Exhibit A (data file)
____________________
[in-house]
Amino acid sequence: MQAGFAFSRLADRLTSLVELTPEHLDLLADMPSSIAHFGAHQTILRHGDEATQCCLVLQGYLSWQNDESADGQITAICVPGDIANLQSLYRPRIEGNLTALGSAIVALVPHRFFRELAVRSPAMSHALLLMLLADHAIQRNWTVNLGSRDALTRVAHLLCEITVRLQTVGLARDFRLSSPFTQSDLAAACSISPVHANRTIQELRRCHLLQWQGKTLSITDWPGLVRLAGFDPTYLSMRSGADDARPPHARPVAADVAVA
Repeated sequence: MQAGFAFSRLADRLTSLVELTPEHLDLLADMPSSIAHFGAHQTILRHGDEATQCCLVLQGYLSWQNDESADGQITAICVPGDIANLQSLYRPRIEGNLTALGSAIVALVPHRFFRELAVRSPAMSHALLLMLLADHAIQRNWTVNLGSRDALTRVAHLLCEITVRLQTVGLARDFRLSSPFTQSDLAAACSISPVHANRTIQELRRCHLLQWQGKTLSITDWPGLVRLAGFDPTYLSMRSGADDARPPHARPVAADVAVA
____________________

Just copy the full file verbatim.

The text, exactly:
[in-house]
Amino acid sequence: MQAGFAFSRLADRLTSLVELTPEHLDLLADMPSSIAHFGAHQTILRHGDEATQCCLVLQGYLSWQNDESADGQITAICVPGDIANLQSLYRPRIEGNLTALGSAIVALVPHRFFRELAVRSPAMSHALLLMLLADHAIQRNWTVNLGSRDALTRVAHLLCEITVRLQTVGLARDFRLSSPFTQSDLAAACSISPVHANRTIQELRRCHLLQWQGKTLSITDWPGLVRLAGFDPTYLSMRSGADDARPPHARPVAADVAVA
Repeated sequence: MQAGFAFSRLADRLTSLVELTPEHLDLLADMPSSIAHFGAHQTILRHGDEATQCCLVLQGYLSWQNDESADGQITAICVPGDIANLQSLYRPRIEGNLTALGSAIVALVPHRFFRELAVRSPAMSHALLLMLLADHAIQRNWTVNLGSRDALTRVAHLLCEITVRLQTVGLARDFRLSSPFTQSDLAAACSISPVHANRTIQELRRCHLLQWQGKTLSITDWPGLVRLAGFDPTYLSMRSGADDARPPHARPVAADVAVA